Gov. Terry McAuliffe signs Del. Eileen Filler-Corn’s (D-41) bill, HB 2267.
On Monday, April 26, Gov. Terry McAuliffe signed Del. Eileen Filler-Corn’s (D-41) bill, HB 2267 at the Stambaugh Human Services Center in Arlington. HB 2267 will require health insurance plans that cover contraceptives to allow women to pick up a year’s supply of birth control pills at one time. According to supporters in attendance, the law is considered to be the first proactive reproductive health legislation passed in the Virginia General Assembly in more than a decade.
“Access to safe, reliable birth control will benefit many throughout the Commonwealth,” said Del. Filler-Corn. “My bill will empower women to better plan their lives, careers and families. I am proud that this commonsense measure passed with broad bipartisan support. This is a major victory for Virginia women.”
A study by the University of California’s Bixby Center for Global Reproductive Health found that a 12-month supply of birth control decreases unplanned pregnancies by 30 percent, compared to a supply of one or three months. “It’s much cheaper to supply a woman with a year’s worth of birth control than cover an unexpected childbirth,” said Tarina Keene, executive director for NARAL Pro-Choice Virginia.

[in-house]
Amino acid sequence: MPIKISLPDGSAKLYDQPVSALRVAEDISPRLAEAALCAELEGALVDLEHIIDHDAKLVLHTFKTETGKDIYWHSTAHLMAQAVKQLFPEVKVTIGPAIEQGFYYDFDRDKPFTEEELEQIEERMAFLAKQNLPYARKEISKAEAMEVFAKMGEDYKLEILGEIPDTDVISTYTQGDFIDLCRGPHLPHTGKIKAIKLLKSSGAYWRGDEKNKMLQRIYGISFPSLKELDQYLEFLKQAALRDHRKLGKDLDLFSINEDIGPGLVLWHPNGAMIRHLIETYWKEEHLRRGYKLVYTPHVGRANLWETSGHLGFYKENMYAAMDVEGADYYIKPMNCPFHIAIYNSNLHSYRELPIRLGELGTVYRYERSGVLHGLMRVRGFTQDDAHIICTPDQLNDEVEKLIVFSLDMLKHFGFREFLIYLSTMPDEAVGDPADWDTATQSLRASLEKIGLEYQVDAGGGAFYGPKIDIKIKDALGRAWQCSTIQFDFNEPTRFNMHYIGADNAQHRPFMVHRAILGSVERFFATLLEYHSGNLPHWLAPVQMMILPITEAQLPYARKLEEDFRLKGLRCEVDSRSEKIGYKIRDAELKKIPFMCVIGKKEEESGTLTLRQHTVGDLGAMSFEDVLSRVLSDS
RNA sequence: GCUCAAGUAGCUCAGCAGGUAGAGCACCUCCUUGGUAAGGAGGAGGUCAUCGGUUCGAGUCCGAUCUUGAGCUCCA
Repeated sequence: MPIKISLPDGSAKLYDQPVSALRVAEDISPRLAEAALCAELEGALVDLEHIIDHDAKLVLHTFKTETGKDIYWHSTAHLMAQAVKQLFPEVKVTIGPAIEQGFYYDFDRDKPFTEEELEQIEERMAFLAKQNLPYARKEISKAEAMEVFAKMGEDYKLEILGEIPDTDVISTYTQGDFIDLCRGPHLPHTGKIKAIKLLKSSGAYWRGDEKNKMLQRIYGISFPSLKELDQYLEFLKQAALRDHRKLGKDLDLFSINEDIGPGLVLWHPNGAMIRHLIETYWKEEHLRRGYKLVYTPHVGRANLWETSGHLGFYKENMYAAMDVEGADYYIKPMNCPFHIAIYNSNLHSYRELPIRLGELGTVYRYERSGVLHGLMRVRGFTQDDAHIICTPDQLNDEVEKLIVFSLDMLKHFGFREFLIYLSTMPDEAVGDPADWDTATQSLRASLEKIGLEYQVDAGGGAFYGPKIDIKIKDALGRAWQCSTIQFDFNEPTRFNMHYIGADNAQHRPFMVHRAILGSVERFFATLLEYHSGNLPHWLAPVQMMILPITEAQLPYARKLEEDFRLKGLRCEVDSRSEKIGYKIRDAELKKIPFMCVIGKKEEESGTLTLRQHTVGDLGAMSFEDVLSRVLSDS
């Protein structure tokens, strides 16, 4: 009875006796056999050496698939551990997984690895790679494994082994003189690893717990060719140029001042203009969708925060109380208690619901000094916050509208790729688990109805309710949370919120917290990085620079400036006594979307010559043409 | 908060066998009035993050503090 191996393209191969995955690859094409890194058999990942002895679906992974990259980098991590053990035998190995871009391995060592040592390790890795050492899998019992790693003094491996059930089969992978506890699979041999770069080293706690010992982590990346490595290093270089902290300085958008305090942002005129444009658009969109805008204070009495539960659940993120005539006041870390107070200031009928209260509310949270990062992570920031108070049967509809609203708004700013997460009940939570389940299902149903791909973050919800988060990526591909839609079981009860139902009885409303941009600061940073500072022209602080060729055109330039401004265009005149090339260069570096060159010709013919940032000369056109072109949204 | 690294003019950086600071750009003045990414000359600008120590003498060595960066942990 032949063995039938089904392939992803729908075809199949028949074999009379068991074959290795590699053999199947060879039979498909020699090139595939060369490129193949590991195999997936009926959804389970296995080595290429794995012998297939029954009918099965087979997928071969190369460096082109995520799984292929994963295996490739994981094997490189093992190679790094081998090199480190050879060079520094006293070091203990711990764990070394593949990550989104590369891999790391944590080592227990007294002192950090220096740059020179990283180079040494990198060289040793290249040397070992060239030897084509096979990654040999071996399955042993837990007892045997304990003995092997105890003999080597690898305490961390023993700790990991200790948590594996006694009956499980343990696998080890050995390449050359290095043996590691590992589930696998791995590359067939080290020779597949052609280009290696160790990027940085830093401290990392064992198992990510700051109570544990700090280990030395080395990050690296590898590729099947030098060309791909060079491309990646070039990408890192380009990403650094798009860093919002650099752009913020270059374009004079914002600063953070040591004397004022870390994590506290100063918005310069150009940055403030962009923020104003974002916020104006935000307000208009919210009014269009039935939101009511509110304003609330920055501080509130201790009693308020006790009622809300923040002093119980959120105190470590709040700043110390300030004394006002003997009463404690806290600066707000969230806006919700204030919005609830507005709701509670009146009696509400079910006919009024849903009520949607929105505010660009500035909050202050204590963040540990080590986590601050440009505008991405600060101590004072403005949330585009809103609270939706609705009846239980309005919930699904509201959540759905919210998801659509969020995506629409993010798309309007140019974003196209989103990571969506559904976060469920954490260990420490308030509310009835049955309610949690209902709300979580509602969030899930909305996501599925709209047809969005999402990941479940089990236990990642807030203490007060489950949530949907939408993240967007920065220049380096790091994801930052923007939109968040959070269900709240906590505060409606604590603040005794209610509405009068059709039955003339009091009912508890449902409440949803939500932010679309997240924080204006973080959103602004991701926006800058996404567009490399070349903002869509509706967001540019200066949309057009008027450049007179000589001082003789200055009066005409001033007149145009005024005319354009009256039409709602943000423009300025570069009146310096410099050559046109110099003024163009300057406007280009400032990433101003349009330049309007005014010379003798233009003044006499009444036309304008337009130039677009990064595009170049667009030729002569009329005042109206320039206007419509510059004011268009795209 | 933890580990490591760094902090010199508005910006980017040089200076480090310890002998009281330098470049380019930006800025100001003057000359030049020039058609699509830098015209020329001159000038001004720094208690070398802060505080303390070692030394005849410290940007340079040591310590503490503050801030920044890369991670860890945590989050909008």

In addition to the Governor, Filler-Corn was joined by Lt. Governor Ralph Northam, and many members of the Virginia General Assembly as well as advocates and activists who filled the room to capacity. Many others stood outside the glass walls of the clinic’s conference room where the signing took place.
A bipartisan effort with both Democratic and Republican co-patrons, HB 2267 passed by vote of 94-1 out of the House of Delegates and vote of 34-6 out of the Senate during the 2017 General Assembly Session. In addition to joining five other states and the District of Columbia, Virginia will become the first state in the south to offer women the option to obtain a 12-month supply of birth control pills at one time.